Dr. Billie Blair heads the organizational change management firm, Change Strategists, Inc., which includes a non-profit focused division, Leading and Learning. The firm has offices in Los Angeles and Round Rock, TX and is comprised of 45 psychology and business professionals who are experts in management; strategy and tactics; and organizational change. Change Strategists, Inc. serves as strategy technical advisors to the leadership and boards of directors of a wide range of change oriented corporations and organizations, including: utilities, manufacturing, technology, bio-tech, banking, hospitality, government services, hospitals/health care systems, and national non-profits.
Dr. Blair holds a doctorate in organizational psychology and has worked with executives and CEOs for the past 25 years to institute strategy building systems, manage organizational change, assess employees for growth and leadership potential, and institute processes of change within their businesses and institutions. She has served in corporate and health care management positions, as well as professor of management/leadership and as college dean in California’s largest public university system. She currently serves in leadership positions on numerous national boards and is ISS Corporate Governance Certified by the Haas School of Business, University of California, Berkeley. Dr. Blair’s latest book is, ALL THE MOVING PARTS; ORGANIZATIONAL CHANGE MANAGEMENT. Her latest book: VALUE + EMPLOYEES AS VALUERS is now available on our website, as well as from Amazon.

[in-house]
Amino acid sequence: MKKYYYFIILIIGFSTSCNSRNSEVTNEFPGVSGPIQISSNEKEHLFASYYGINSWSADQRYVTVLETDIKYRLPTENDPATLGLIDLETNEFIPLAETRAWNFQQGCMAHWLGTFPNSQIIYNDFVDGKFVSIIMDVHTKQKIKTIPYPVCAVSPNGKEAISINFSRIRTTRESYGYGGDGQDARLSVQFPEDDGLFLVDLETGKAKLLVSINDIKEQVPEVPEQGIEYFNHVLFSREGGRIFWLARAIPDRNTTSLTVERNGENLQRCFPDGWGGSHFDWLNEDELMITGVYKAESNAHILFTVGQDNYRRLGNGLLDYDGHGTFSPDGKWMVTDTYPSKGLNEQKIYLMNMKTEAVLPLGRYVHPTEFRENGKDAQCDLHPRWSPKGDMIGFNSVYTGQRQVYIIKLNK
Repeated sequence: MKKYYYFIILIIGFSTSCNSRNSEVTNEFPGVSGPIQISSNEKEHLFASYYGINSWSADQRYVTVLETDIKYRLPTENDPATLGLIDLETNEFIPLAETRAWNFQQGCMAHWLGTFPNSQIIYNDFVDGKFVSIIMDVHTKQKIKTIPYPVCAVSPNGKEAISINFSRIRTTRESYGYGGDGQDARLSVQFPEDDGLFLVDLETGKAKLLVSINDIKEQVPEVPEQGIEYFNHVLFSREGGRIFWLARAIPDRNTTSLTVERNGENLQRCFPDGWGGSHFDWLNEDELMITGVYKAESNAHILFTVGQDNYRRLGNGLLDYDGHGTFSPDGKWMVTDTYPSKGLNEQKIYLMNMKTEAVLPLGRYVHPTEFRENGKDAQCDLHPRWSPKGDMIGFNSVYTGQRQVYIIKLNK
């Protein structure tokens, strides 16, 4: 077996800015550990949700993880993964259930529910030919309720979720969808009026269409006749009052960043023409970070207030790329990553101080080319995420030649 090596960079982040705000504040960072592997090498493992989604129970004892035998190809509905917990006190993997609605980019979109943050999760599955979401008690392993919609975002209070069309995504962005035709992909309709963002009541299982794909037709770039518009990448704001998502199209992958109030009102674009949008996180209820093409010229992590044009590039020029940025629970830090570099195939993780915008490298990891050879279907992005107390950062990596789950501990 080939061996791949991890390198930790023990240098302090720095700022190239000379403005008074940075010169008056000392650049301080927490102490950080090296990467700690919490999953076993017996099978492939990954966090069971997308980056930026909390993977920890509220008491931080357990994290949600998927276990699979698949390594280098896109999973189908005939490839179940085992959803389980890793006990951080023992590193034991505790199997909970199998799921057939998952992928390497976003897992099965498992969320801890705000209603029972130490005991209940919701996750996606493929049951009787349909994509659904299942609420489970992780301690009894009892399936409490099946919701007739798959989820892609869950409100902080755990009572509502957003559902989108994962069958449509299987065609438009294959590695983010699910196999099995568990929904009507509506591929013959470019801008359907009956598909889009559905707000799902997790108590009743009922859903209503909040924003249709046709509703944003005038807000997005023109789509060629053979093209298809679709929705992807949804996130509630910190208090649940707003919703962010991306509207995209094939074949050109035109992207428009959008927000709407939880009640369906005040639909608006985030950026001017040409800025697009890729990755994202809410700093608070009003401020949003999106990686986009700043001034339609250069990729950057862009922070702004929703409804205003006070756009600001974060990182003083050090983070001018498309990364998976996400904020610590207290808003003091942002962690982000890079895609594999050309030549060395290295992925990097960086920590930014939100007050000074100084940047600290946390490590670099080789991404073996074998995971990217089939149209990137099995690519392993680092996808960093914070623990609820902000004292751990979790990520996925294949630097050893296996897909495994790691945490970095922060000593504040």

In offering the professional services of the firm’s experts to leaders who understand the need for continuous change in their organizations, Dr. Blair states that her firm works with executives in organizations to finalize strategic goals and to help these leaders efficiently and effectively deal with opportunities of change. She says: “We enable CEOs and executives to handle change more quickly and effectively with the least impact on their employees, while safe-guarding the corporate identity.” (Quoted from: Organizational Change Leader, November, 2004.)
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